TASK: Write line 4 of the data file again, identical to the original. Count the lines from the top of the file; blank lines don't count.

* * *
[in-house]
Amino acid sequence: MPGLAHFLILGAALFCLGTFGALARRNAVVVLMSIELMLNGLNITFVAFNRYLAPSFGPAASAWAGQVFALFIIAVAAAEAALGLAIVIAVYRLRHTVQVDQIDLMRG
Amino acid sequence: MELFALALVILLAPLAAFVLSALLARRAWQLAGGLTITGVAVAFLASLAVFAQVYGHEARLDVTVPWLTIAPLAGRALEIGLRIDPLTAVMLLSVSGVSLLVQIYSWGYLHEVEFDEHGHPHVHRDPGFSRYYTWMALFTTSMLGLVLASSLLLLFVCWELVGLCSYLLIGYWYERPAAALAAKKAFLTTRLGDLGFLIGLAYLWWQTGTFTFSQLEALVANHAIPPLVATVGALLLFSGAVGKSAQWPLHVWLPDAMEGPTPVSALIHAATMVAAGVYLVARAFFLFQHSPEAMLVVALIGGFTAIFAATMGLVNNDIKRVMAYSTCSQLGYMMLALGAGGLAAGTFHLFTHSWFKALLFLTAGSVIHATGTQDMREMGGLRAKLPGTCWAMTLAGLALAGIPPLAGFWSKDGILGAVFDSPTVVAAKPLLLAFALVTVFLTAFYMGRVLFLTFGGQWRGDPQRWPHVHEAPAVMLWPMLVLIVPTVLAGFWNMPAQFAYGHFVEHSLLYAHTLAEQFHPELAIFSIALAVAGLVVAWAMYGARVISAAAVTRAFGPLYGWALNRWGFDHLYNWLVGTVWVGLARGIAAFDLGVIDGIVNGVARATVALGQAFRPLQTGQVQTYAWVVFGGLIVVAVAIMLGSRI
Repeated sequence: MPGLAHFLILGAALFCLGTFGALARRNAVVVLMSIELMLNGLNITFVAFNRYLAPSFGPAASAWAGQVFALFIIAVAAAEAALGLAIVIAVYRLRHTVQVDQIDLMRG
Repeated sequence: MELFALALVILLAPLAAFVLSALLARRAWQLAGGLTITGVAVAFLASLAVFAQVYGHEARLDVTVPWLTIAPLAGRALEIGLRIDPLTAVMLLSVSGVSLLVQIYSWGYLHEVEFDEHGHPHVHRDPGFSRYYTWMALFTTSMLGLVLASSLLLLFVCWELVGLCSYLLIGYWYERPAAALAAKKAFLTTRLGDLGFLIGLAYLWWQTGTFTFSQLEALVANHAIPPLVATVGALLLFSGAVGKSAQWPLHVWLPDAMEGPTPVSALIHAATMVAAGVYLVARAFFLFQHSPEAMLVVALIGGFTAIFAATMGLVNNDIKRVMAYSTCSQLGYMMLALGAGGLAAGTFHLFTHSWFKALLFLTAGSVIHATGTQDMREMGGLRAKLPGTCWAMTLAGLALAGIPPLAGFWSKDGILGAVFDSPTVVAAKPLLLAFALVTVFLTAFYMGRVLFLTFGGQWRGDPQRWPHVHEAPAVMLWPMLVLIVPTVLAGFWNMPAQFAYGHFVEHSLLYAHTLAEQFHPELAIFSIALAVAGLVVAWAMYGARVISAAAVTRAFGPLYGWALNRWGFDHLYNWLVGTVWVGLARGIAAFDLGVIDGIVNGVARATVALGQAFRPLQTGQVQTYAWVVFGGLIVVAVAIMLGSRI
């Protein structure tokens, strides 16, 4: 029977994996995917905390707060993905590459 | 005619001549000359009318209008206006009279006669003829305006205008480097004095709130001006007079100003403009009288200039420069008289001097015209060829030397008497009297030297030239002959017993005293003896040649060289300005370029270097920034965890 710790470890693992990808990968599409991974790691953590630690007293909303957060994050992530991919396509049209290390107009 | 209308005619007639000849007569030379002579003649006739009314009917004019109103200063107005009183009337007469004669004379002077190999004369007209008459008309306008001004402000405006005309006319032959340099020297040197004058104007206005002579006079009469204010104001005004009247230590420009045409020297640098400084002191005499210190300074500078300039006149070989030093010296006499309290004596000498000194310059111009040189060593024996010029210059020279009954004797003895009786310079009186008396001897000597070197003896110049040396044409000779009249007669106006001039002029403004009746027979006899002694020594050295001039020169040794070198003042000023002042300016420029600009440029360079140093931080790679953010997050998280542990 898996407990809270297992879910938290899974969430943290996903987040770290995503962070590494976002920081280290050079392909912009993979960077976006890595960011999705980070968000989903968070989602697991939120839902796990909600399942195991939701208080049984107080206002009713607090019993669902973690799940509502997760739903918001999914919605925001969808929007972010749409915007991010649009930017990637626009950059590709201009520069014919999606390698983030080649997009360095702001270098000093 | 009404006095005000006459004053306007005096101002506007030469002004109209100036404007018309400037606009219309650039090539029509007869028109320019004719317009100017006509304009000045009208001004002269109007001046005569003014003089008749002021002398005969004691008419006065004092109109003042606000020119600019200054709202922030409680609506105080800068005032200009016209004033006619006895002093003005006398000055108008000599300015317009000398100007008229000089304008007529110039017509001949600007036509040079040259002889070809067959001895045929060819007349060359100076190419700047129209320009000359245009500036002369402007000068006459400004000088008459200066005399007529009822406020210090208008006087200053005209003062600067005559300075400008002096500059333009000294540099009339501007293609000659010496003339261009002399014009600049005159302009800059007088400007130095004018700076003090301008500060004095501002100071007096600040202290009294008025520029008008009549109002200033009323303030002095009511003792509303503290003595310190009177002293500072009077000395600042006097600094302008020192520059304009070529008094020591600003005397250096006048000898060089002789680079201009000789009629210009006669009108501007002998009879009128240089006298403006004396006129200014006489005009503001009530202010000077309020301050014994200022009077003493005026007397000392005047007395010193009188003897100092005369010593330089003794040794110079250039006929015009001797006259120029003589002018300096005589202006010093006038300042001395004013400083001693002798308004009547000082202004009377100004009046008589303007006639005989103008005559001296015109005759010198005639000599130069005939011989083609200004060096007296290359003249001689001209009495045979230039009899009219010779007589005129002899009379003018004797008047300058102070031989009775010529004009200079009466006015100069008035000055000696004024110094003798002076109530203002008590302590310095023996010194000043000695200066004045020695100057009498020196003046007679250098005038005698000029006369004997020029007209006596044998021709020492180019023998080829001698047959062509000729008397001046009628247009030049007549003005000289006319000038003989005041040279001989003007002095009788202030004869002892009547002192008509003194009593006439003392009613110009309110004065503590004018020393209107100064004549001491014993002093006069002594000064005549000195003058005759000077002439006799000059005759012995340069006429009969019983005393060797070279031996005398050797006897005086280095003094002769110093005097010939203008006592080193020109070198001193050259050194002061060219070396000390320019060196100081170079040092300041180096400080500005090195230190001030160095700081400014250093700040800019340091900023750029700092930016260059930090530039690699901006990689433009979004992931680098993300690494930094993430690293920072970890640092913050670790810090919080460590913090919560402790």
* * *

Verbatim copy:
Repeated sequence: MPGLAHFLILGAALFCLGTFGALARRNAVVVLMSIELMLNGLNITFVAFNRYLAPSFGPAASAWAGQVFALFIIAVAAAEAALGLAIVIAVYRLRHTVQVDQIDLMRG